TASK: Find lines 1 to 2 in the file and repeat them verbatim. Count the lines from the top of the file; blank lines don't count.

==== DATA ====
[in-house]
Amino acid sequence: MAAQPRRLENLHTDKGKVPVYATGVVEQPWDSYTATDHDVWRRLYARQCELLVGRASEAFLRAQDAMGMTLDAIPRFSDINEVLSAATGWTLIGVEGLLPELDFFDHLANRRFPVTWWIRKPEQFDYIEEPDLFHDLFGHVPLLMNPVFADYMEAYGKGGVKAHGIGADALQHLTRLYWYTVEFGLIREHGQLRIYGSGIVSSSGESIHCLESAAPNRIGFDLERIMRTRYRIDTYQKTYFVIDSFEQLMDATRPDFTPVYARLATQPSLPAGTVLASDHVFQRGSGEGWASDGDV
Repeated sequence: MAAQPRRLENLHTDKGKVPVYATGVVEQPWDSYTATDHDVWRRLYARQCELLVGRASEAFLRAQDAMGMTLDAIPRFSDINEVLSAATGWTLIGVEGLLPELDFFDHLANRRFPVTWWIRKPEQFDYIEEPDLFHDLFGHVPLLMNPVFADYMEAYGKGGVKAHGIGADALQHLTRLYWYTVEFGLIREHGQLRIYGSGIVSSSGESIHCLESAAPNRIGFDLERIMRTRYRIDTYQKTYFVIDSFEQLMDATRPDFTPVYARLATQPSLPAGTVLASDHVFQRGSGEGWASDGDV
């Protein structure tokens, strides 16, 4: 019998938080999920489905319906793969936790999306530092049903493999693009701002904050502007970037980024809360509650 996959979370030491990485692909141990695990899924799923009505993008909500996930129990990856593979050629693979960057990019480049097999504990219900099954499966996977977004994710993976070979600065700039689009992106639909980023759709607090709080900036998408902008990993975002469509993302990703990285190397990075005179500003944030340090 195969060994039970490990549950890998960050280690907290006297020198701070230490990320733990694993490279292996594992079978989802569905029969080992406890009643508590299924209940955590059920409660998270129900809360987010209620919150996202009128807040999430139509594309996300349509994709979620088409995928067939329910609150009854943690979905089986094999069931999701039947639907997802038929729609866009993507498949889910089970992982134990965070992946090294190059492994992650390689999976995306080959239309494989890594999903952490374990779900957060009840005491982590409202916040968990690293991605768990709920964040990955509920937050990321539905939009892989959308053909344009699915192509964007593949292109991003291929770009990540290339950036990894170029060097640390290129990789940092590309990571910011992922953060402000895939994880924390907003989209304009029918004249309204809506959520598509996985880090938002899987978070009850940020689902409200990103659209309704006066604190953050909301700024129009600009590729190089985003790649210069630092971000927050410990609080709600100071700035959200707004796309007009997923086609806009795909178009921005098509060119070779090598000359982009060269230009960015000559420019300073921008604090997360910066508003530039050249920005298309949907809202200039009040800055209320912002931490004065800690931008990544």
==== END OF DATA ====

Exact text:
[in-house]
Amino acid sequence: MAAQPRRLENLHTDKGKVPVYATGVVEQPWDSYTATDHDVWRRLYARQCELLVGRASEAFLRAQDAMGMTLDAIPRFSDINEVLSAATGWTLIGVEGLLPELDFFDHLANRRFPVTWWIRKPEQFDYIEEPDLFHDLFGHVPLLMNPVFADYMEAYGKGGVKAHGIGADALQHLTRLYWYTVEFGLIREHGQLRIYGSGIVSSSGESIHCLESAAPNRIGFDLERIMRTRYRIDTYQKTYFVIDSFEQLMDATRPDFTPVYARLATQPSLPAGTVLASDHVFQRGSGEGWASDGDV